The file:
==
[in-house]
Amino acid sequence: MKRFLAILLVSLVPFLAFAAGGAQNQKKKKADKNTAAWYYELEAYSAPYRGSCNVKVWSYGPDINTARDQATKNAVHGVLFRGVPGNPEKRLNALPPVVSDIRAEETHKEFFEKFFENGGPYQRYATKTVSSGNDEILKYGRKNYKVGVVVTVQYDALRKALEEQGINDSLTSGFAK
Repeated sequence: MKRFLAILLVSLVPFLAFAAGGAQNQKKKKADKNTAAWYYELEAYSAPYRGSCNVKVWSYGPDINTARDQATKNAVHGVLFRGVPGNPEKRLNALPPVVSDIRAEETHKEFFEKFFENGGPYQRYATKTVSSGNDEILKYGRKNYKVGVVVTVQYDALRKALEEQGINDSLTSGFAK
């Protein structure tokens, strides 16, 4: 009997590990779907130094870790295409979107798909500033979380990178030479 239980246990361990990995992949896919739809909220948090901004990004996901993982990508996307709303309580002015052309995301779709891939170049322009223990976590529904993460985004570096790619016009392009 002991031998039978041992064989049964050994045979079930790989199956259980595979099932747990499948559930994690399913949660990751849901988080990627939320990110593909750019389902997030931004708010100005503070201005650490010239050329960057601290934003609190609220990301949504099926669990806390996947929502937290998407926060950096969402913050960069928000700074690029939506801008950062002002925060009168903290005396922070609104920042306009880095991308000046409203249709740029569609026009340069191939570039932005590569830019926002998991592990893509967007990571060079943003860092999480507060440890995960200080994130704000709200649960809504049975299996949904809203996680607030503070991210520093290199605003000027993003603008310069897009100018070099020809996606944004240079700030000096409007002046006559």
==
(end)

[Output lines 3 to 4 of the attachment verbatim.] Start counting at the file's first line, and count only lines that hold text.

Repeated sequence: MKRFLAILLVSLVPFLAFAAGGAQNQKKKKADKNTAAWYYELEAYSAPYRGSCNVKVWSYGPDINTARDQATKNAVHGVLFRGVPGNPEKRLNALPPVVSDIRAEETHKEFFEKFFENGGPYQRYATKTVSSGNDEILKYGRKNYKVGVVVTVQYDALRKALEEQGINDSLTSGFAK
């Protein structure tokens, strides 16, 4: 009997590990779907130094870790295409979107798909500033979380990178030479 239980246990361990990995992949896919739809909220948090901004990004996901993982990508996307709303309580002015052309995301779709891939170049322009223990976590529904993460985004570096790619016009392009 002991031998039978041992064989049964050994045979079930790989199956259980595979099932747990499948559930994690399913949660990751849901988080990627939320990110593909750019389902997030931004708010100005503070201005650490010239050329960057601290934003609190609220990301949504099926669990806390996947929502937290998407926060950096969402913050960069928000700074690029939506801008950062002002925060009168903290005396922070609104920042306009880095991308000046409203249709740029569609026009340069191939570039932005590569830019926002998991592990893509967007990571060079943003860092999480507060440890995960200080994130704000709200649960809504049975299996949904809203996680607030503070991210520093290199605003000027993003603008310069897009100018070099020809996606944004240079700030000096409007002046006559």